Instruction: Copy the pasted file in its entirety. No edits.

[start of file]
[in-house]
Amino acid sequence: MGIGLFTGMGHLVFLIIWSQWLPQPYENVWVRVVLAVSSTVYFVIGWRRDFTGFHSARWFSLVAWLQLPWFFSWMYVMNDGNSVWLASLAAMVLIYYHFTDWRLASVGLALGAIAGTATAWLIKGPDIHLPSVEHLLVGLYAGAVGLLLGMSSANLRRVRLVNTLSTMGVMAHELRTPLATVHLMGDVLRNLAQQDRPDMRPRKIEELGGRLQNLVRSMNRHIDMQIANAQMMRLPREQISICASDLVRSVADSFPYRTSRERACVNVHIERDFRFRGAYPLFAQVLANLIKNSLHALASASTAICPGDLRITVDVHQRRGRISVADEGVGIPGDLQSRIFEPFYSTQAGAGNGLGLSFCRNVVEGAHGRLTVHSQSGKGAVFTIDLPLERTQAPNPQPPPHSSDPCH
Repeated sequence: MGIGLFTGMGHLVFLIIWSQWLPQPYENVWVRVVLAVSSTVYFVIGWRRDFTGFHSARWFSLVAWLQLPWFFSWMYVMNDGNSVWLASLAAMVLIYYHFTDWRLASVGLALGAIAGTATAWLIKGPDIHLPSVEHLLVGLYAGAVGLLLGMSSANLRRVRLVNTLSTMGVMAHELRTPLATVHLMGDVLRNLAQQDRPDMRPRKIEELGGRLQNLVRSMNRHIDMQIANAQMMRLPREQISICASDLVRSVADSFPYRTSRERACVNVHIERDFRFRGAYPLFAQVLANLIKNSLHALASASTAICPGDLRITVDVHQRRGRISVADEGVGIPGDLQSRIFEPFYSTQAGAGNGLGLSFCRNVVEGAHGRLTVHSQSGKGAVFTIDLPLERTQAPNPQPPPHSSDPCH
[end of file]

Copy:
[in-house]
Amino acid sequence: MGIGLFTGMGHLVFLIIWSQWLPQPYENVWVRVVLAVSSTVYFVIGWRRDFTGFHSARWFSLVAWLQLPWFFSWMYVMNDGNSVWLASLAAMVLIYYHFTDWRLASVGLALGAIAGTATAWLIKGPDIHLPSVEHLLVGLYAGAVGLLLGMSSANLRRVRLVNTLSTMGVMAHELRTPLATVHLMGDVLRNLAQQDRPDMRPRKIEELGGRLQNLVRSMNRHIDMQIANAQMMRLPREQISICASDLVRSVADSFPYRTSRERACVNVHIERDFRFRGAYPLFAQVLANLIKNSLHALASASTAICPGDLRITVDVHQRRGRISVADEGVGIPGDLQSRIFEPFYSTQAGAGNGLGLSFCRNVVEGAHGRLTVHSQSGKGAVFTIDLPLERTQAPNPQPPPHSSDPCH
Repeated sequence: MGIGLFTGMGHLVFLIIWSQWLPQPYENVWVRVVLAVSSTVYFVIGWRRDFTGFHSARWFSLVAWLQLPWFFSWMYVMNDGNSVWLASLAAMVLIYYHFTDWRLASVGLALGAIAGTATAWLIKGPDIHLPSVEHLLVGLYAGAVGLLLGMSSANLRRVRLVNTLSTMGVMAHELRTPLATVHLMGDVLRNLAQQDRPDMRPRKIEELGGRLQNLVRSMNRHIDMQIANAQMMRLPREQISICASDLVRSVADSFPYRTSRERACVNVHIERDFRFRGAYPLFAQVLANLIKNSLHALASASTAICPGDLRITVDVHQRRGRISVADEGVGIPGDLQSRIFEPFYSTQAGAGNGLGLSFCRNVVEGAHGRLTVHSQSGKGAVFTIDLPLERTQAPNPQPPPHSSDPCH